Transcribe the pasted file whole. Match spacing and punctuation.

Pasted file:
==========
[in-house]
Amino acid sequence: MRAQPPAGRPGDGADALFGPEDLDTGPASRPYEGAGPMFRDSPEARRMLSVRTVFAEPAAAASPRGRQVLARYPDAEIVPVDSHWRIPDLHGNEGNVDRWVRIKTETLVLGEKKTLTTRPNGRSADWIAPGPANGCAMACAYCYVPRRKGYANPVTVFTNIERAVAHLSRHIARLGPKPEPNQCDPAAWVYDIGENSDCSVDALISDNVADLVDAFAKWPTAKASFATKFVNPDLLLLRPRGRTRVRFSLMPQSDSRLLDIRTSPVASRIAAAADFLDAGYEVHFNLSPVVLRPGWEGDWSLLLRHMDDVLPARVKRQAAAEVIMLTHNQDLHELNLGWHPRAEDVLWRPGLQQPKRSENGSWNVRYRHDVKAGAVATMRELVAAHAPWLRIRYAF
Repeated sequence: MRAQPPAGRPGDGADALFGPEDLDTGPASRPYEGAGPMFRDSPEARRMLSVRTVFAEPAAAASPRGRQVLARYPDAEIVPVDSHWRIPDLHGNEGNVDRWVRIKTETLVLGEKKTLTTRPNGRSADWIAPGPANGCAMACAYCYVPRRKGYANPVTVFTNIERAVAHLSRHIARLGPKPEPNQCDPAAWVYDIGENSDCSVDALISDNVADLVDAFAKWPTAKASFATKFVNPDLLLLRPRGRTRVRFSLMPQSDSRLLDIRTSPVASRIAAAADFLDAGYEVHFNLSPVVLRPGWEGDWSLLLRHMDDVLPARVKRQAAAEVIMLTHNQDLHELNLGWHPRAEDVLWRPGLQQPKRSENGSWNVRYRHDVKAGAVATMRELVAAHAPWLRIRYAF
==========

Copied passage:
[in-house]
Amino acid sequence: MRAQPPAGRPGDGADALFGPEDLDTGPASRPYEGAGPMFRDSPEARRMLSVRTVFAEPAAAASPRGRQVLARYPDAEIVPVDSHWRIPDLHGNEGNVDRWVRIKTETLVLGEKKTLTTRPNGRSADWIAPGPANGCAMACAYCYVPRRKGYANPVTVFTNIERAVAHLSRHIARLGPKPEPNQCDPAAWVYDIGENSDCSVDALISDNVADLVDAFAKWPTAKASFATKFVNPDLLLLRPRGRTRVRFSLMPQSDSRLLDIRTSPVASRIAAAADFLDAGYEVHFNLSPVVLRPGWEGDWSLLLRHMDDVLPARVKRQAAAEVIMLTHNQDLHELNLGWHPRAEDVLWRPGLQQPKRSENGSWNVRYRHDVKAGAVATMRELVAAHAPWLRIRYAF
Repeated sequence: MRAQPPAGRPGDGADALFGPEDLDTGPASRPYEGAGPMFRDSPEARRMLSVRTVFAEPAAAASPRGRQVLARYPDAEIVPVDSHWRIPDLHGNEGNVDRWVRIKTETLVLGEKKTLTTRPNGRSADWIAPGPANGCAMACAYCYVPRRKGYANPVTVFTNIERAVAHLSRHIARLGPKPEPNQCDPAAWVYDIGENSDCSVDALISDNVADLVDAFAKWPTAKASFATKFVNPDLLLLRPRGRTRVRFSLMPQSDSRLLDIRTSPVASRIAAAADFLDAGYEVHFNLSPVVLRPGWEGDWSLLLRHMDDVLPARVKRQAAAEVIMLTHNQDLHELNLGWHPRAEDVLWRPGLQQPKRSENGSWNVRYRHDVKAGAVATMRELVAAHAPWLRIRYAF